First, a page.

'Where is the action?': Politicians under fire for rights violations at EU's borders

'Where is the action?': Politicians under fire for rights violations at EU's borders
Asylum seekers being mistreated at the Greek-Turkish border in Edirne. Credit: Belga/ Bulent Kilic

The Flemish Coalition for International Solidarity (11.11.11) wants to put an end to politicians who are all talk and no action when it comes to human rights violations at Europe's external borders.

The latest campaign of 11.11.11 titled 'Nicely Said' juxtaposes Belgian and EU politicians' statements on protecting the human rights of refugees alongside images and footage of their mistreatment at Europe’s external borders.

The aim of the campaign is to expose the gap between what politicians say, and the reality that follows.

Walk the walk

"Politicians talk about human rights, but turn a blind eye to beatings and gunfire on refugees. Outrage without action is no use to anyone," said Els Hertogen, director of 11.11.11.

Figures published by the NGO earlier this year highlighted that more than 225,000 illegal pushbacks of migrants were carried out at Europe's external borders last year, killing at least 77 people.

The group stressed that people being violently deterred from seeking asylum – including them being tortured – is becoming the new normal. It is, however, in violation of European and International Law, which states that people have the right to seek asylum because they may be at risk elsewhere.

"Yet hardly any action is being taken," said Hertogen. "On the contrary, Member States at the external borders receive hundreds of millions of euros to manage the borders. The fact that they do so using violence and illegal practices is unacceptable."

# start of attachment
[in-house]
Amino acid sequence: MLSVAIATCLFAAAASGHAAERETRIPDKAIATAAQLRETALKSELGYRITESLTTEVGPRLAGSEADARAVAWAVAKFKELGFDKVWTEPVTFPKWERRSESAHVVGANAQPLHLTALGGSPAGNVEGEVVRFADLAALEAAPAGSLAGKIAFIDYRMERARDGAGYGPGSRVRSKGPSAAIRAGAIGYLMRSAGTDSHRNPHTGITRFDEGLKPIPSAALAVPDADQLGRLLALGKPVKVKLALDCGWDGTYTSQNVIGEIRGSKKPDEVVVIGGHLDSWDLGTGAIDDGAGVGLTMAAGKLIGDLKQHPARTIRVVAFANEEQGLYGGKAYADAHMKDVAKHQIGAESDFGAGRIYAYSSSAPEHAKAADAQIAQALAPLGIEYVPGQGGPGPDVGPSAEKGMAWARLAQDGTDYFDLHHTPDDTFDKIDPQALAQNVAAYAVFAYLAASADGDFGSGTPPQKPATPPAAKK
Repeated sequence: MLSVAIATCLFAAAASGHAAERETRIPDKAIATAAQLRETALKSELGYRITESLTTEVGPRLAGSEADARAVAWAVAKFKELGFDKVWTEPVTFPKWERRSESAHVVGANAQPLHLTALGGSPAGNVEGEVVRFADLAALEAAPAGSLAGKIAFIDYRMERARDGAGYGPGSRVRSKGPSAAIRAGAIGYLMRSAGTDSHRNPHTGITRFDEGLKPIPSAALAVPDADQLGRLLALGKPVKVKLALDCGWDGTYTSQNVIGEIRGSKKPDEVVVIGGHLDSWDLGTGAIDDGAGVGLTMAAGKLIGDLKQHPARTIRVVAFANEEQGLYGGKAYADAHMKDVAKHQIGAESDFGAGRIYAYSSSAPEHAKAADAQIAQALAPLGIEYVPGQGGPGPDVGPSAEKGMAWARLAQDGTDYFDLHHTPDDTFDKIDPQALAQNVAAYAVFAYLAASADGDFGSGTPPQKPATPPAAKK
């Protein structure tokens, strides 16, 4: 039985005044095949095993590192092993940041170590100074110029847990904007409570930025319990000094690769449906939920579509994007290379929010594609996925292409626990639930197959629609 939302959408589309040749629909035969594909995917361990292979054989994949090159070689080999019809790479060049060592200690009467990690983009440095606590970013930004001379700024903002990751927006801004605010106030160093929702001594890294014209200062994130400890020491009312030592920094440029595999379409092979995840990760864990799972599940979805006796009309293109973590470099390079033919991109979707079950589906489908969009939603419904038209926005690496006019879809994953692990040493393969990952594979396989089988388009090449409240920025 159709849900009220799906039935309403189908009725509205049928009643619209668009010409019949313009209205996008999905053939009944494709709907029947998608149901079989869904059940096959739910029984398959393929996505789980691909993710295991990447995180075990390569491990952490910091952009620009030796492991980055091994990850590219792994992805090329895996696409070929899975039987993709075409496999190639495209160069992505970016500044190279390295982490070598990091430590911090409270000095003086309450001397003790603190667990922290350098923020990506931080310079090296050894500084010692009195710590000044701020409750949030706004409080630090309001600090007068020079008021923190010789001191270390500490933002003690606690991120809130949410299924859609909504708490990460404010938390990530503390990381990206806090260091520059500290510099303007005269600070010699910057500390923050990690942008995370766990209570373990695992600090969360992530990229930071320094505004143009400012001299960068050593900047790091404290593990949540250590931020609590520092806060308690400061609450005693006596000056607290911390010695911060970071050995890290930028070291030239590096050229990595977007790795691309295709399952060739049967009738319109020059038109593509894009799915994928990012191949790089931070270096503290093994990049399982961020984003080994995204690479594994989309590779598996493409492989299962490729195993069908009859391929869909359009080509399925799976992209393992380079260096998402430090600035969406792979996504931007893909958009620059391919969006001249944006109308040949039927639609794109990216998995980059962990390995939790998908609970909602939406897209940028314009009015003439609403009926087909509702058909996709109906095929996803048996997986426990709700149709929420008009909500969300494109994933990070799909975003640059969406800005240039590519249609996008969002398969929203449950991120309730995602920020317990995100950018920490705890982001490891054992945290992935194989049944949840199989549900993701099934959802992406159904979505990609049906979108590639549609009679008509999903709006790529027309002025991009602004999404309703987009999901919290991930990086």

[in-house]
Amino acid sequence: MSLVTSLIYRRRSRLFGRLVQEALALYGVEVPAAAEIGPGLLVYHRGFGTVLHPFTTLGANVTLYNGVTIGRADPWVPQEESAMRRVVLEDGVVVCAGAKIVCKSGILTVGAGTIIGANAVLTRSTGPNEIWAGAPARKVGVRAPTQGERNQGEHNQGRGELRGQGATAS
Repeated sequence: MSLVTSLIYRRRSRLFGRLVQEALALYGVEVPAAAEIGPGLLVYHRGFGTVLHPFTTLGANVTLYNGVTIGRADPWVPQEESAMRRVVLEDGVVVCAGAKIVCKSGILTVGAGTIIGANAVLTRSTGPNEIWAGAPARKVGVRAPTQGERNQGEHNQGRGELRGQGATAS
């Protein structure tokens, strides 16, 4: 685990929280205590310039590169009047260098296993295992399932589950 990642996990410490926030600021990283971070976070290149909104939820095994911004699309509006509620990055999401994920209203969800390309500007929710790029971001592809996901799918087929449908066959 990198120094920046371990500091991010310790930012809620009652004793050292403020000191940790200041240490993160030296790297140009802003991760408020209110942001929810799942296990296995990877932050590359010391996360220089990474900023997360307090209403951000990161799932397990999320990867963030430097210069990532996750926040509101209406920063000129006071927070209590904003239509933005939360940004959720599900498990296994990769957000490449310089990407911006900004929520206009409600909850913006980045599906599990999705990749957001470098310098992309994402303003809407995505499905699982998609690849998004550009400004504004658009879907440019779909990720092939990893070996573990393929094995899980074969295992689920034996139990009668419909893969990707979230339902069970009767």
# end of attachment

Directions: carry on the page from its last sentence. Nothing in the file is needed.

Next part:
'Moral leadership'

In the campaign, the organisation has put in a video certain statements by several politicians, including the voice of Conner Rousseau (leader of Vooruit, the Flemish socialist party), who claimed refugees should be given decent reception, but then the video shows refugees being shot at by border guards.

Ahead of the Belgian Presidency of the Council of the EU in 2024, during which migration is expected to be a key issue, the organisation has stressed that the country should use its position to end pushback and ensure that the new EU Pact on Asylum and Migration includes a strong, independent mechanism that watches over human rights at our external borders and acts in case of violations.

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"We ask that Belgium shows moral leadership. After all, the coalition agreement states that the right to asylum is a crucial international obligation and that European institutions, such as Frontex, must respect fundamental rights and international obligations," Hertogen stated.

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